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During the COVID-19 pandemic, a glaring trend has emerged, one that has long helped forge the American religious cultural landscape, but has now blossomed in full force, particularly within many Christian fundamentalist circles. As a physician who is also an evangelical Christian, I constantly live with the tension of balancing the practice of my faith and the results of sound scientific investigation with the opinions of patients and others within ...

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After three months of physical therapy, her doctor told her that it was time to get an MRI. She had already paid off her annual deductible, meaning the imaging test would “only” cost her the $150 co-pay. An imaging center near where she worked charged $1,500 for the test. Just two miles away, another facility would have just charged only $900 for the same test. She arranged to go to ...

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"Doctors are people, and people are capable of prejudice and discrimination. But, in medicine, there is no place for prejudice and discrimination because a patient’s life is at stake. Stereotyping a customer and assuming that they cannot afford a certain product is emotionally hurtful, but it is far less dangerous than stereotyping a patient and misdiagnosing a life-threatening condition. The nature of ...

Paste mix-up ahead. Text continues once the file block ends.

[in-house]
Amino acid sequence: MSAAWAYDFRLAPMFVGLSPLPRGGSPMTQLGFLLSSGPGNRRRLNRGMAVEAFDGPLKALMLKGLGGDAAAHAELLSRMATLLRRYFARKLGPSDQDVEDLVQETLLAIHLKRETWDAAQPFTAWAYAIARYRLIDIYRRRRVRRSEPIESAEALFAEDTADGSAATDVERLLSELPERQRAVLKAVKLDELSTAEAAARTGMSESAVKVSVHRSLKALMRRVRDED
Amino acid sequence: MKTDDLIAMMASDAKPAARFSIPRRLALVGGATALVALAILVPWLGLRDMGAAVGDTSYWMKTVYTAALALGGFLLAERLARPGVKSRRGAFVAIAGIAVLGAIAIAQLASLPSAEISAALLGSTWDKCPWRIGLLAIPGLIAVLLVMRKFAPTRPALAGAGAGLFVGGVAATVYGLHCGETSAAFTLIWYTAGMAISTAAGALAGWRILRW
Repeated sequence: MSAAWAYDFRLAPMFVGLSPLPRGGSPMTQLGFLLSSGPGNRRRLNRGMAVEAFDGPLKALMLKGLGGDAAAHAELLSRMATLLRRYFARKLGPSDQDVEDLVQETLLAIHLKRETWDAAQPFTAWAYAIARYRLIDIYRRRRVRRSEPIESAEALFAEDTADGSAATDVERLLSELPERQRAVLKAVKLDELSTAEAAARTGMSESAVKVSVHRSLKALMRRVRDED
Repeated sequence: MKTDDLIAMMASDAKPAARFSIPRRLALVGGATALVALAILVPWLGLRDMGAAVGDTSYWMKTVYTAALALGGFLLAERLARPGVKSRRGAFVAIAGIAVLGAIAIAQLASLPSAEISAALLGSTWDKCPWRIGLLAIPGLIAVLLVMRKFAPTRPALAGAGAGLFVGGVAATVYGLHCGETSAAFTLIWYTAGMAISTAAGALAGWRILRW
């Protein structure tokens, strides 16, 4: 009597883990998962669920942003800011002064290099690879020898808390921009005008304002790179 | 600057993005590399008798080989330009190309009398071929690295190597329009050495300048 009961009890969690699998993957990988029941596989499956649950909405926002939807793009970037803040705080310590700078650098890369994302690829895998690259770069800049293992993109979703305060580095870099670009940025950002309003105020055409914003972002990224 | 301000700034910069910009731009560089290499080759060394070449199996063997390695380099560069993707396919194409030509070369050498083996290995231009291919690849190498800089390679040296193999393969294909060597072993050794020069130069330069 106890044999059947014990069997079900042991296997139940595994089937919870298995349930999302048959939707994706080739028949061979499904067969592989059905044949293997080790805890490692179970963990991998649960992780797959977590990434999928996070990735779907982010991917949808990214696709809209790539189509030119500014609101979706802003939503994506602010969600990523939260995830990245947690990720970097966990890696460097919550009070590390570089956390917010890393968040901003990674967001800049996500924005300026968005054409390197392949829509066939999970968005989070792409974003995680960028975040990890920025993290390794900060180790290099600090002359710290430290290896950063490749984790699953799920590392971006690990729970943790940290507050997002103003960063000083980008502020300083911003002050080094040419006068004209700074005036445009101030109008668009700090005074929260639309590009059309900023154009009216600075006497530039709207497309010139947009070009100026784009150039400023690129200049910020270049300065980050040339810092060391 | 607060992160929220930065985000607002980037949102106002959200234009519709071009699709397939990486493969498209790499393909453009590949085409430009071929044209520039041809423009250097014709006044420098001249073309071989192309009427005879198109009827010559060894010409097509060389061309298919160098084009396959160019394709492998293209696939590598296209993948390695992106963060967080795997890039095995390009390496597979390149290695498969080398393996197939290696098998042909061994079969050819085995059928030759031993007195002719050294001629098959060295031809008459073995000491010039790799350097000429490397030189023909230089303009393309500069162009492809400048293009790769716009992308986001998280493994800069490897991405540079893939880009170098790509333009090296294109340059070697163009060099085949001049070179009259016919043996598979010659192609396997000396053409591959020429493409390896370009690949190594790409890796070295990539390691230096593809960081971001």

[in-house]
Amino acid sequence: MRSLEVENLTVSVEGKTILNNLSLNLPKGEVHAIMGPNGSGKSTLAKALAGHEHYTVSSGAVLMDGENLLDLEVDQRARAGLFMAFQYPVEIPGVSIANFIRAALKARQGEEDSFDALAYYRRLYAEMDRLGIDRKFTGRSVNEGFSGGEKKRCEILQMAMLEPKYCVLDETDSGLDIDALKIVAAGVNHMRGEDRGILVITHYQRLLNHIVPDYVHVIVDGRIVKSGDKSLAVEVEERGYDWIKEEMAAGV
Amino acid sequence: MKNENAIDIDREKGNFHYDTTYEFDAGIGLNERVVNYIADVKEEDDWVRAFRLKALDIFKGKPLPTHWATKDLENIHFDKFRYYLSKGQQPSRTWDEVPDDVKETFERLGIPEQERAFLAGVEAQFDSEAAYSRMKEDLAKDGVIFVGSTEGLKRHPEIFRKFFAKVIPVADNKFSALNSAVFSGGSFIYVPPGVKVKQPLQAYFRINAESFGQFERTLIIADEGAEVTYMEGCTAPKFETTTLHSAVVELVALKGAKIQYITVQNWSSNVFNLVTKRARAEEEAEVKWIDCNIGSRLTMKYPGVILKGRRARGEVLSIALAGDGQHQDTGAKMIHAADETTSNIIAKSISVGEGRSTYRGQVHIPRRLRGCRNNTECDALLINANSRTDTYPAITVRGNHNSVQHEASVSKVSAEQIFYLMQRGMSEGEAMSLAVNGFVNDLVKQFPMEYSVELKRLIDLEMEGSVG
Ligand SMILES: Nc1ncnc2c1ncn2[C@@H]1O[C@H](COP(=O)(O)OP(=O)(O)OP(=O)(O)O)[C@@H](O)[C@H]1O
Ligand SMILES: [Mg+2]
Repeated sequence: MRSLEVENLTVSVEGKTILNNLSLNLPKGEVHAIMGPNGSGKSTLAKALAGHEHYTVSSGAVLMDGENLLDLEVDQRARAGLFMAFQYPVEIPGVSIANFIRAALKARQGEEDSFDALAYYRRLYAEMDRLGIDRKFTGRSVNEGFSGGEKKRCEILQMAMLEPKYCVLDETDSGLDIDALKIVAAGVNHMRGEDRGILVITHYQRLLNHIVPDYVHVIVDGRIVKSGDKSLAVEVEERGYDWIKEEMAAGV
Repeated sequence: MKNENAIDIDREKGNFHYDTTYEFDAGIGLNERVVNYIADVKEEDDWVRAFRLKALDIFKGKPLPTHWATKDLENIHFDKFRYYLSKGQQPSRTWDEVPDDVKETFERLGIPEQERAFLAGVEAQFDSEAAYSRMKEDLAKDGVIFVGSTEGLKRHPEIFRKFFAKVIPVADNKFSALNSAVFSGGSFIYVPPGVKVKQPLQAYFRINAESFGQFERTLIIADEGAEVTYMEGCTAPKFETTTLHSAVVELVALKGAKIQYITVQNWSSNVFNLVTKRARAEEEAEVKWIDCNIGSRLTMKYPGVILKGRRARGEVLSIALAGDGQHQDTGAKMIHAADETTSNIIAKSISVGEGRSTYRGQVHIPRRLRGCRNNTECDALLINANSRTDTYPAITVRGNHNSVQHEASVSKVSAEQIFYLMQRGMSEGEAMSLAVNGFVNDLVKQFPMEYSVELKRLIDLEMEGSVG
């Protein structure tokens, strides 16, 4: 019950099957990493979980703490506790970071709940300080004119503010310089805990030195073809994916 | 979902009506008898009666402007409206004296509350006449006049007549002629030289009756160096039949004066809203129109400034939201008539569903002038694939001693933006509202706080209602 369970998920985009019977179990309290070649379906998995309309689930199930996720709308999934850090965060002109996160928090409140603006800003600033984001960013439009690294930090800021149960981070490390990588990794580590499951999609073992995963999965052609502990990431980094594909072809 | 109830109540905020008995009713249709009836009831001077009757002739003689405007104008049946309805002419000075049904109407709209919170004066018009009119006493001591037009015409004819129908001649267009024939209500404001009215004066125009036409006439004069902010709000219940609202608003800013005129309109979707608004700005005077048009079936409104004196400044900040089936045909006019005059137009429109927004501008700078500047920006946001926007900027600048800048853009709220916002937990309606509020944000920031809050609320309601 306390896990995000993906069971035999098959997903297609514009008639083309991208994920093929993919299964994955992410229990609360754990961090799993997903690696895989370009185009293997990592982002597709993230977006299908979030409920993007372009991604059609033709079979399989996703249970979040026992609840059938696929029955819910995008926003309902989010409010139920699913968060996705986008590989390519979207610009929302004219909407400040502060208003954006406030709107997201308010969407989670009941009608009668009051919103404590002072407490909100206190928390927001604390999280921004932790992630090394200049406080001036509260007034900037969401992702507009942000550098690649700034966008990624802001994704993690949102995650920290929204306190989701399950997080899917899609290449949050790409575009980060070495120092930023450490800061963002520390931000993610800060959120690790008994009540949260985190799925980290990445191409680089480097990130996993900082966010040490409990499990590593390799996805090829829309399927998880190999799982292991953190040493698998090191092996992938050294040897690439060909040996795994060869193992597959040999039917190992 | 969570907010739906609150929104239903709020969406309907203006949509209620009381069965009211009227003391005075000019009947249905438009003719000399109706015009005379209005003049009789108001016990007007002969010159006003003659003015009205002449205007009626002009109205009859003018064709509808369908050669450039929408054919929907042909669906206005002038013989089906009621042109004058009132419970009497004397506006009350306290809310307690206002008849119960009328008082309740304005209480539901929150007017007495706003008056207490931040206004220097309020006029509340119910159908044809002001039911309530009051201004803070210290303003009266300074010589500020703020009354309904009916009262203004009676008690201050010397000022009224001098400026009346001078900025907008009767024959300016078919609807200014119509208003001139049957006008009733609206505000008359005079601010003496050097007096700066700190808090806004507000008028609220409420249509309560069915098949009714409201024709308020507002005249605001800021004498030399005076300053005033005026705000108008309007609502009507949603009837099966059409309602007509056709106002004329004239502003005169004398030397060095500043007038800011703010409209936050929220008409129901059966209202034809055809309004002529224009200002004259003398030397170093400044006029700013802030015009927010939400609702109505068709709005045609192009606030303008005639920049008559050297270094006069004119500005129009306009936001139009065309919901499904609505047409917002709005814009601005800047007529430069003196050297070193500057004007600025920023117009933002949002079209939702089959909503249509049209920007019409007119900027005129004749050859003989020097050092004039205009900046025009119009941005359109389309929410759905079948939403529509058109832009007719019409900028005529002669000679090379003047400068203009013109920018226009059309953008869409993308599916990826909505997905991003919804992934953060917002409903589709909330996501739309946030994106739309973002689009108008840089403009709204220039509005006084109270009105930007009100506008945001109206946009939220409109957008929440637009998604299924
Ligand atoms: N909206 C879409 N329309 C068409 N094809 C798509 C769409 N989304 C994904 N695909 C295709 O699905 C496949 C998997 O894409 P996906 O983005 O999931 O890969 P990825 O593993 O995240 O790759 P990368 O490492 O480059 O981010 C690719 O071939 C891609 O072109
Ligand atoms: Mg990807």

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Work-related stress causes 120,000 deaths and results in $190 billion in healthcare costs yearly, and U.S. businesses lose up to $300 billion yearly as a result. Stress, depression, and anxiety are, unfortunately, part of the modern human condition. Busy and ambitious healthcare professionals especially are burning out at record rates while experiencing severe mental trauma during this pandemic. On Patriot Day, Medscape published a study showing that 64 percent of U.S. physicians ...

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Do you know how much your time is worth? Those of us who are 1099ers can easily tell you our hourly wage. Now, what about everyone else? Well, there’s a quick trick. Take your yearly salary and divide it by 2,000. So if you make a salary of $200,000 per year, you are making roughly $100 per hour. Now there are a few assumptions. To start off with, there are actually 2080 ...